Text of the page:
Berlin, 1942

June 29, 2008
By Kristin Brig, Knoxville, TN

The day they came for us, everything was quiet. Calm daylight spread out over the city; it foreboded nothing. And yet, I had awoken with the feeling of being cold and sweaty. The eyes opened up, finding myself sweating and having the chills. Was I sick? I smelled my hand. It certainly did not tell of sickness. Shrugging, I jumped from my bed to take a short bath before breakfast.

Bacon was sizzling in the kitchen by the time I walked in. I gaped at my mother, glancing at the stove and saying, “How did you get that? And please don’t say the black market!” Turning, she smiled secretively. “That would be for me to know only,” she replied. “All you have to do it eat it. But forget about my doings; happy birthday.” I fell into her thin arms and hugged her desperately. “You need to get more to eat,” I said softly, letting go. She waved me off. “Don’t worry about me,” she said. “It’s you who is growing up so quickly.”

Suddenly, a loud noise came from down below. Doors could be heard banging open, voices talking loudly. The cold chills that had left me in the bathwater came back for a minute. I disregarded them, however. “The Ghats must be back,” my mother said, turning back to watch the frying bacon. My brother Raul burst into the kitchen; his voice was washed of color. “I heard yelling downstairs,” he whimpered. Walking over to him, I gave him a quick comforting hug and said, “Our neighbors are home from vacation. Don’t worry. And guess what Mother got?” He sniffed the air carefully, as if afraid of smelling a skunk. “Bacon!” Scrambling over to the stove, he stood on tip-toe to watch the grease flying. “I’m going to practice piano,” I told them. My mother waved me off. “Get out of here,” she teased. “Do you expect me to finish so quickly that you must be impatient?” “I’m not running off,” I replied. “Just going to do my duty.”

Piano was my life. I could never have imagined life without Debussy, Chopin, Burgmüller, or many other composers. On the other hand, my absolute favorite composer had been stolen from me. Since Jews were not permitted to play German music, our lovely Beethoven that used to ring around the apartment was no longer available. Apparently, I thought as I sat on the piano bench, our hands are not good enough to play it. My eyes danced over to the German music stack we had made. The corner of the room where the stack lay was deliberately darkened; my family hated to see the music that we could not listen to or play on our own anymore. My hands this morning, though, itched to pick up a piece of the music of Bach or Beethoven and play my heart out.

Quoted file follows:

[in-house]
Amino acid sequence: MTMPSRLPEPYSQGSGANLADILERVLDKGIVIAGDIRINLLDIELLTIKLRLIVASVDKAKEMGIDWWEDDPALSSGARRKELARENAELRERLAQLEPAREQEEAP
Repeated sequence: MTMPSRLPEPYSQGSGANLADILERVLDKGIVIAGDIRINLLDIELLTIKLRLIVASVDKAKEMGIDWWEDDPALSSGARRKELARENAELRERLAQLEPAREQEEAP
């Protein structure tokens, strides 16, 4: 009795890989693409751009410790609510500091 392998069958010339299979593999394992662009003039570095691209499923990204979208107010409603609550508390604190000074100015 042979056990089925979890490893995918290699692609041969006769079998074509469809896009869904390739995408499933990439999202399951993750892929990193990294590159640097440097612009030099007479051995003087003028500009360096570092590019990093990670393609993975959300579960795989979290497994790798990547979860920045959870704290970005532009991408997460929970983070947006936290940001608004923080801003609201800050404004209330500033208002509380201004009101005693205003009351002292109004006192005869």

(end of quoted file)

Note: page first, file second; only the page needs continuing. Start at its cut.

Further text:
My ears caught the sound of doors opening everywhere in our building now. As the doors approached ours, the voices were rising steadily. Everywhere they slammed into walls below. I began to play in order to drown out the sound of harsh German voices now capable of being made out. But my mind was focusing more on Beethoven than the Chopin Prelude I was playing. Finally, my hands stopped. The noise level was still rising from below, only now I heard screaming. I leapt up from the piano and dashed over to the corner of German music. Picking up the first piece of music from the stack, I sat back down to find the sheet music to Für Elise. It would, until the end of my life, remain my favorite piece as it was at this moment in time. Setting on the piano, I started with the theme.

Continuing on, I passed into the B section. A delightful melody rushed through the air about me. Our front door slammed open. “Out, Jews!” One of the harsh German voices from down below was in our doorway. Raul began to wail loudly from the kitchen while sets of boots clunked into the kitchen. “Take what you want! Whatever you want!” My mother cried out. “We take you, now!” The German voice sounded quite close, right outside the piano room by then. I started the theme again, and this led me into the C section. My left hand pounded out soft low As; meanwhile, my right hand played chords, using strong crescendos and small diminuendos.

Boots thudded into the room, but I dared not to look up from the piano and my flashing hands. I closed my eyes tightly, letting the music almost carry me away completely like whitewater. I returned to the theme softly with a pianissimo chromatic scale and grew faster gradually. By the time I had reached the dying of the piece, there was complete silence in the room. The last note was struck; I finally glanced up. Six Gestapo were standing behind me, and each of them had a strange look on their faces. I nodded to them. “Thank you for letting me finish,” I said softly. One of them nodded curtly, his face returning to what it probably was: an expressionless mess.

At that moment, the commandant burst into the room. He had my mother and brother by an arm each. Raul looked frightened; mother was pale and about to faint. The commandant snarled at one of the Gestapo. “Take her!” The Gestapo officer grabbed my arm, but not too roughly. He understood, possibly, what I was going through.

I stood up and walked out, leaving my music behind forever.

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